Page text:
Please use this identifier to cite or link to this item:
Type: Thesis
Title: Molecular mechanisms in the epilepsies of infancy.
Author: Heron, Sarah Elizabeth
Issue Date: 2010
School/Discipline: School of Paediatrics and Reproductive Health
Abstract: Over the past decade and a half, considerable advances have been made in the understanding of the molecular mechanisms underlying the idiopathic epilepsies. Technological advances and completion of the Human Genome Project have enabled continued progress. Much of this has impacted on families with epilepsies developing in infancy. Benign familial neonatal seizures (BFNS) is often caused by mutations in either of two potassium channel subunit genes, KCNQ2 and KCNQ3. Twenty-three of 36 families investigated (65%) were found to have mutations in one of these genes detectable by sequencing. Multiplex ligation-dependent probe amplification, which detects deletions and duplications affecting a specific gene, was applied to solve a further 17% of families. This revealed that deletions and duplications in KCNQ2 are a common mechanism for the pathogenesis of BFNS. The remaining unsolved BFNS families were analysed further to seek other mechanisms. A novel microduplication was identified in one family with BFNS and intellectual disability. This was characterised by comparative genome hybridisation (CGH) and fluorescence in-situ hybridisation and demonstrated the value of applying these technologies to familial as well as sporadic cases. A patient with neonatal seizures and long-QT syndrome (LQTS) was found to have a unique combination of changes in two genes associated with LQTS, supporting speculation that he had a “cardio-cerebral” channelopathy. Two “BFNS” families had mutations in SCN2A, the gene usually associated with benign familial neonatal-infantile seizures (BFNIS). BFNIS is distinguished from BFNS by a higher age of seizure onset distribution. The initial clinical misclassification highlights the phenotypic overlap between these two disorders. These families are now reclassified on molecular criteria as BFNIS families with an earlier than usual age of onset. This distinction is of clinical significance since unlike BFNIS with SCN2A mutations 15% of BFNS patients with KCNQ2 mutations have seizures later in life. The remaining three BFNS families are unsolved. For two families, genotyping of microsatellite markers linked to known BFNS loci showed that they could not have mutations at those loci. Linkage to these loci was excluded by recombination, demonstrating that at least one other gene associated with BFNS exists. The parental origin of de novo mutations in SCN1A was investigated. These mutations cause Dravet Syndrome (DS), a severe childhood epileptic encephalopathy. The mutations were found to originate on the paternal chromosome in approximately 75% of cases. The effect of parental age on mutagenesis in SCN1A was investigated and found not to be a contributing factor. This is the only epilepsy syndrome where sufficient de novo mutations have been identified for meaningful analysis of their parental origin. Finally, the causative gene for benign familial infantile seizures (BFIS) mapped to chromosome 16p11.2-q12.1 remains elusive. Array CGH revealed no pathogenic copy number changes. Sequence capture and next-generation sequencing of the genes in the linkage region did not detect a mutation in a coding region. Several unique, but nonpathogenic, variants were identified in BFIS families. This paves the way for the next steps aimed at detecting rarer molecular defects such as recurrent inversions or unstable repeats.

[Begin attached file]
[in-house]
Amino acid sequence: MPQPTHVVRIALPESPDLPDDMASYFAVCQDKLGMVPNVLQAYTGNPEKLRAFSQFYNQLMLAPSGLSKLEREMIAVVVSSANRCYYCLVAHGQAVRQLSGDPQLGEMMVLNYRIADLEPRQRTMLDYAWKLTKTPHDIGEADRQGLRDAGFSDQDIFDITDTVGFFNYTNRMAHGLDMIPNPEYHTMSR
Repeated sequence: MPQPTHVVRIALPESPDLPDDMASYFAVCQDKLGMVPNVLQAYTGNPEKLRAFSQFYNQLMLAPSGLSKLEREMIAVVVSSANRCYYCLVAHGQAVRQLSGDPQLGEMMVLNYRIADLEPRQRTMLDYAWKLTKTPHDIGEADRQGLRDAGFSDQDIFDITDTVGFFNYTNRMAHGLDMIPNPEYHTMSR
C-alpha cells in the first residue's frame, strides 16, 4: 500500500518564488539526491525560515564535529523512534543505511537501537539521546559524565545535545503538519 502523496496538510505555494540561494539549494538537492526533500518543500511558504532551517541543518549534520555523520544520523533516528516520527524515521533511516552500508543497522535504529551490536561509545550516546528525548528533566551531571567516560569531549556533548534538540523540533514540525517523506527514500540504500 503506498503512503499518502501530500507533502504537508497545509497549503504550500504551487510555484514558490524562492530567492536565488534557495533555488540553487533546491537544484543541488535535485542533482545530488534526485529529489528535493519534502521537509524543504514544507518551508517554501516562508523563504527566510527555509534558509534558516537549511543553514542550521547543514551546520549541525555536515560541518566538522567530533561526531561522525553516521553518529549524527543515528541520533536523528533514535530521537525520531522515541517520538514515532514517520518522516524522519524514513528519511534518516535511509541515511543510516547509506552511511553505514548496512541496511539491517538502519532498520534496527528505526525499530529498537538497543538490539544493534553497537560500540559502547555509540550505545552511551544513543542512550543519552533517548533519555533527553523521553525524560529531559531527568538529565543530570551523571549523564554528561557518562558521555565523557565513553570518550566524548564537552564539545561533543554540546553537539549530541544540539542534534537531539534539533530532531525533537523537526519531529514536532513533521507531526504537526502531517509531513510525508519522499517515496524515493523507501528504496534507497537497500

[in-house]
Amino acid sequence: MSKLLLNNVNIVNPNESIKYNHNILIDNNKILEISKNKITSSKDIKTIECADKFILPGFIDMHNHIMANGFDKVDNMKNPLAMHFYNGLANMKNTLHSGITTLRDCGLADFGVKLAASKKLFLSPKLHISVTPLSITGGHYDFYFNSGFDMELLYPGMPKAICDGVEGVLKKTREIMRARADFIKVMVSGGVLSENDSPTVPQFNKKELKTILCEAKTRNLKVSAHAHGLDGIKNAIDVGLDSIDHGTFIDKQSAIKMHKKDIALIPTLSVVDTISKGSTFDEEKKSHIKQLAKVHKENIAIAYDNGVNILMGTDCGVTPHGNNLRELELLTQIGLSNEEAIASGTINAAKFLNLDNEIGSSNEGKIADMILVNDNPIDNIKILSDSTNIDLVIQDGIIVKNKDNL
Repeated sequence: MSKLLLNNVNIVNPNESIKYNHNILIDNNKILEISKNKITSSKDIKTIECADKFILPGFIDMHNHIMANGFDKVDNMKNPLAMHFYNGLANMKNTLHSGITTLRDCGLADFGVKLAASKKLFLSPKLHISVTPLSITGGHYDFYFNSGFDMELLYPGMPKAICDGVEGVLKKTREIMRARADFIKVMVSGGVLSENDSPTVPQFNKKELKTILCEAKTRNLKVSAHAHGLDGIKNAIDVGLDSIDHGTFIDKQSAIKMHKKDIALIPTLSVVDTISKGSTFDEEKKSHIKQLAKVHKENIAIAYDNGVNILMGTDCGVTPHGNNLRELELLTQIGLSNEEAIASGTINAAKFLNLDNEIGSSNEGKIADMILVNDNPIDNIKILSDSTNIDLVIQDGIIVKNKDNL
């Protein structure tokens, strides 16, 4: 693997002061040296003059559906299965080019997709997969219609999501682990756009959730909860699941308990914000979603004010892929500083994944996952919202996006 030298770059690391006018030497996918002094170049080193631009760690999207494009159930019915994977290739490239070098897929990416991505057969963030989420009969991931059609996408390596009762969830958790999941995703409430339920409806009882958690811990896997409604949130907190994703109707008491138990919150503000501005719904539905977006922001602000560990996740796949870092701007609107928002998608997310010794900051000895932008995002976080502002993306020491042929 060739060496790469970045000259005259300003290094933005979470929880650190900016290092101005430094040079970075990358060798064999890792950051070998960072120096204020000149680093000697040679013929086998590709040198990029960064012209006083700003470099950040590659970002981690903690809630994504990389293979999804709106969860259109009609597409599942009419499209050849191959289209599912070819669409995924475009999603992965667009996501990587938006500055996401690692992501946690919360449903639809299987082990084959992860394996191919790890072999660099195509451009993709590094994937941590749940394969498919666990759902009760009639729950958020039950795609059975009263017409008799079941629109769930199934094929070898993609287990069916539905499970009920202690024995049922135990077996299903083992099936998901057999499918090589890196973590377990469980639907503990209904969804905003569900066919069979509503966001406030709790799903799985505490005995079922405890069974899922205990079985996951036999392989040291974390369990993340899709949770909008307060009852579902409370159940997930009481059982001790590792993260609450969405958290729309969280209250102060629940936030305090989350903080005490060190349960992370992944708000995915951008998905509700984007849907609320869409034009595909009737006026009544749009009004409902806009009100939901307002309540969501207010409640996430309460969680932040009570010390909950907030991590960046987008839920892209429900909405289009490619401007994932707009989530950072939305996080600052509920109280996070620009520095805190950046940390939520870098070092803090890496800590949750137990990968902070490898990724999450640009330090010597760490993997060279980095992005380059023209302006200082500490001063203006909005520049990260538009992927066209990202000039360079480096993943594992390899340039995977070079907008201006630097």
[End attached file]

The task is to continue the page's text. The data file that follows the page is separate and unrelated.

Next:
Advisor: Mulley, John Charles
Gecz, Jozef
Dissertation Note: Thesis (Ph.D.) -- University of Adelaide, School of Paediatrics and Reproductive Health, 2010
Keywords: epilepsy; neonatal seizures; infantile seizures; Dravet syndrome; genetics; molecular genetics; genetic linkage; mutation; mutational mechanisms; potassium channel; sodium channel
Provenance: Copyright material removed from digital thesis. See print copy in University of Adelaide Library for full text.
Appears in Collections:Research Theses

Files in This Item:
File Description SizeFormat 
01front.pdf52.54 kBAdobe PDFView/Open
02whole.pdf5.07 MBAdobe PDFView/Open

Items in DSpace are protected by copyright, with all rights reserved, unless otherwise indicated.